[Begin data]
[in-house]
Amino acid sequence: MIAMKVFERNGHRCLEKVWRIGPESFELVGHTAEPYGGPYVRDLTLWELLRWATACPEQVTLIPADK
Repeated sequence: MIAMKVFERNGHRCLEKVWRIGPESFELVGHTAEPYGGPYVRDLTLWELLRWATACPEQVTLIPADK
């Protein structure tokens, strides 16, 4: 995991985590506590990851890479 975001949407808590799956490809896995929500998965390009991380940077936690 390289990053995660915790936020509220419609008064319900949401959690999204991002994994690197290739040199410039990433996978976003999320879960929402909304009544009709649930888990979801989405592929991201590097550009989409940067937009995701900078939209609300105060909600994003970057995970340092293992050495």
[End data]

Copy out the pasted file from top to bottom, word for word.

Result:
[in-house]
Amino acid sequence: MIAMKVFERNGHRCLEKVWRIGPESFELVGHTAEPYGGPYVRDLTLWELLRWATACPEQVTLIPADK
Repeated sequence: MIAMKVFERNGHRCLEKVWRIGPESFELVGHTAEPYGGPYVRDLTLWELLRWATACPEQVTLIPADK
């Protein structure tokens, strides 16, 4: 995991985590506590990851890479 975001949407808590799956490809896995929500998965390009991380940077936690 390289990053995660915790936020509220419609008064319900949401959690999204991002994994690197290739040199410039990433996978976003999320879960929402909304009544009709649930888990979801989405592929991201590097550009989409940067937009995701900078939209609300105060909600994003970057995970340092293992050495």